QUANTUM OPTICS


course ID

Lecturer

CFU

6

Length

14 Weeks

Semester DD

Second


Course details

From the electromagnetic field to light. The Einstein coefficients. Radiative transitions in atoms, line broadening, general information about the laser. Classical fluctuations of the intensity of a source, the different time scales involved. Connection between measurable quantities (absorption, reflectivity, refractive index) and microscopic characteristics of a material. Causal linear response theory: the dispersion relations of Kramers - Kronig. Radiation characteristics of classical coherence of the first and second order. The quantization of the electromagnetic field: the photon. Quantum radiation-matter interaction. . Quantum formulation: coherent states and photon number states. How to change the formalism to the consistency of the first and second order. Differences and similarities.
Field quadrature concept and uncertainty relation between field number / phase. The Young's experiment. The experiment of Hanbury -Brown and Twiss.

LABORATORY EXPERIMENTS
The simulation of a source of chaotic radiation
Young's experiment in the original form of 1803
The measurement of the single photon with a photomultiplier, separation of the signal from the noise, different statistics for coherent and incoherent light.

Objectives

LEARNING OUTCOMES:
The course aims to provide an advanced preparation of Optics with a critical understanding of the bases of the electromagnetic radiation field from the description of classical physics to the quantum treatment. The educational objectives include advanced knowledge of quantum physics, mathematical methods of physics and some themes of the structure of matter.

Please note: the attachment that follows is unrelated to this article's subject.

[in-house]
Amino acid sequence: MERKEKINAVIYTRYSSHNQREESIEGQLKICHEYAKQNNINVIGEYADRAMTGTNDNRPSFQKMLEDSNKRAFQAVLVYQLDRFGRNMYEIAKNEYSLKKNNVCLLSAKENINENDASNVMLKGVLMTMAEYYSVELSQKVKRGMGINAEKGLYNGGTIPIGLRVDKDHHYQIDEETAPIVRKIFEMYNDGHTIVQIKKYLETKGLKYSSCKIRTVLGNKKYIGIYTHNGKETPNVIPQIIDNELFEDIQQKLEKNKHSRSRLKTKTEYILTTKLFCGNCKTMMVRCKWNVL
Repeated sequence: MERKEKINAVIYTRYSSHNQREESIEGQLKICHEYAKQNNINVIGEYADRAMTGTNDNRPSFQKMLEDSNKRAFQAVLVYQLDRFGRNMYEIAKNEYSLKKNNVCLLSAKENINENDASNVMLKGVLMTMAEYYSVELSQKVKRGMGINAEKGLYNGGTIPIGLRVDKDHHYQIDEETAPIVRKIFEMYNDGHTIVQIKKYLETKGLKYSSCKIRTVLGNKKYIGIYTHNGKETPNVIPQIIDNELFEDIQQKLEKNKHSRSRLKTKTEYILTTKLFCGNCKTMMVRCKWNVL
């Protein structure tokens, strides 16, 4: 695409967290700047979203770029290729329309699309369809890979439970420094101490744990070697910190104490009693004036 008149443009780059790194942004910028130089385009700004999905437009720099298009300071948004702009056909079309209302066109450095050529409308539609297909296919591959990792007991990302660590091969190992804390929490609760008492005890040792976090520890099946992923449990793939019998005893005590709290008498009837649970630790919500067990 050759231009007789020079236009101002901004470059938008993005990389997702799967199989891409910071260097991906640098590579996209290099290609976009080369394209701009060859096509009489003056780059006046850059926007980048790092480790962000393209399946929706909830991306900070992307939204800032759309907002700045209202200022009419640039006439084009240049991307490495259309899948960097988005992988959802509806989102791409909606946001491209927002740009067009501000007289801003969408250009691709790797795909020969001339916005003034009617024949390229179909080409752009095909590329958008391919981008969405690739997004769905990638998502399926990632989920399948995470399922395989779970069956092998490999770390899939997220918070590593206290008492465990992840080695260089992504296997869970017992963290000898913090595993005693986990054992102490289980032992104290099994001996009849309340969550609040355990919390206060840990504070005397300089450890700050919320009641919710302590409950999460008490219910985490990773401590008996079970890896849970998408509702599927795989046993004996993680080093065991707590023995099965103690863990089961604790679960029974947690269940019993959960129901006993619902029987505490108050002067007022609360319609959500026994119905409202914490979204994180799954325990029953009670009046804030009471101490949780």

KNOWLEDGE AND UNDERSTANDING:
The aim of the course is to provide an understanding of the conceptual bases of the properties of the electromagnetic field of optical radiation in the classical treatment and of the modifications and peculiarities introduced by the quantum treatment.
The course aims to stimulate those learning skills that enable them to continue to study advanced research topics in a self-directed and autonomous way.

APPLYING KNOWLEDGE AND UNDERSTANDING:
are able to apply their knowledge, understanding and ability to solve problems or new/unfamiliar issues, placed in wider contexts (or interdisciplinary) connected to their field of study